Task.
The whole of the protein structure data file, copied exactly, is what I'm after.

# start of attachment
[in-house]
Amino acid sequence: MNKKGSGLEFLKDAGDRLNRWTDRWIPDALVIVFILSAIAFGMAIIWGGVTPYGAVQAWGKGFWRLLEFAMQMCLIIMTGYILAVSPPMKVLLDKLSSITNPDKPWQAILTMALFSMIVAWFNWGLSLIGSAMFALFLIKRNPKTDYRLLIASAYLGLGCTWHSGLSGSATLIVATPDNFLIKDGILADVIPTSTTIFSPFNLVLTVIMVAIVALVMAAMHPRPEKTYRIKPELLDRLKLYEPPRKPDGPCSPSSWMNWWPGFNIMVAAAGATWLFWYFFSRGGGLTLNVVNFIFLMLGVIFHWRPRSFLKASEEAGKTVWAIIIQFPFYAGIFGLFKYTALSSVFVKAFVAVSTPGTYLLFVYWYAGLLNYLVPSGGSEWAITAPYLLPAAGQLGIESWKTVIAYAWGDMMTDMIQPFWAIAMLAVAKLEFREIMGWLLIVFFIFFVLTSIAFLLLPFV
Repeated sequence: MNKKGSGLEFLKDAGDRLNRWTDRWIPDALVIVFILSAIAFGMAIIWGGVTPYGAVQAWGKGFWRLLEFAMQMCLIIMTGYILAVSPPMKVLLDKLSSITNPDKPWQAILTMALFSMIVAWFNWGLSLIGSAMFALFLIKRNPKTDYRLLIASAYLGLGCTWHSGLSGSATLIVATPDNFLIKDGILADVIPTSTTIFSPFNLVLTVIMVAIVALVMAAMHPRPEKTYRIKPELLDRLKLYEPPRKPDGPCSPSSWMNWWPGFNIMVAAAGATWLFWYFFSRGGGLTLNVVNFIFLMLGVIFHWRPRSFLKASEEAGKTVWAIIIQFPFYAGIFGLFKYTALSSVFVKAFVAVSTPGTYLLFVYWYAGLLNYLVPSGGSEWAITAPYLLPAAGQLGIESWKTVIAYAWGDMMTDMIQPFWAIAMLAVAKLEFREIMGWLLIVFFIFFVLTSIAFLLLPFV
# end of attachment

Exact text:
[in-house]
Amino acid sequence: MNKKGSGLEFLKDAGDRLNRWTDRWIPDALVIVFILSAIAFGMAIIWGGVTPYGAVQAWGKGFWRLLEFAMQMCLIIMTGYILAVSPPMKVLLDKLSSITNPDKPWQAILTMALFSMIVAWFNWGLSLIGSAMFALFLIKRNPKTDYRLLIASAYLGLGCTWHSGLSGSATLIVATPDNFLIKDGILADVIPTSTTIFSPFNLVLTVIMVAIVALVMAAMHPRPEKTYRIKPELLDRLKLYEPPRKPDGPCSPSSWMNWWPGFNIMVAAAGATWLFWYFFSRGGGLTLNVVNFIFLMLGVIFHWRPRSFLKASEEAGKTVWAIIIQFPFYAGIFGLFKYTALSSVFVKAFVAVSTPGTYLLFVYWYAGLLNYLVPSGGSEWAITAPYLLPAAGQLGIESWKTVIAYAWGDMMTDMIQPFWAIAMLAVAKLEFREIMGWLLIVFFIFFVLTSIAFLLLPFV
Repeated sequence: MNKKGSGLEFLKDAGDRLNRWTDRWIPDALVIVFILSAIAFGMAIIWGGVTPYGAVQAWGKGFWRLLEFAMQMCLIIMTGYILAVSPPMKVLLDKLSSITNPDKPWQAILTMALFSMIVAWFNWGLSLIGSAMFALFLIKRNPKTDYRLLIASAYLGLGCTWHSGLSGSATLIVATPDNFLIKDGILADVIPTSTTIFSPFNLVLTVIMVAIVALVMAAMHPRPEKTYRIKPELLDRLKLYEPPRKPDGPCSPSSWMNWWPGFNIMVAAAGATWLFWYFFSRGGGLTLNVVNFIFLMLGVIFHWRPRSFLKASEEAGKTVWAIIIQFPFYAGIFGLFKYTALSSVFVKAFVAVSTPGTYLLFVYWYAGLLNYLVPSGGSEWAITAPYLLPAAGQLGIESWKTVIAYAWGDMMTDMIQPFWAIAMLAVAKLEFREIMGWLLIVFFIFFVLTSIAFLLLPFV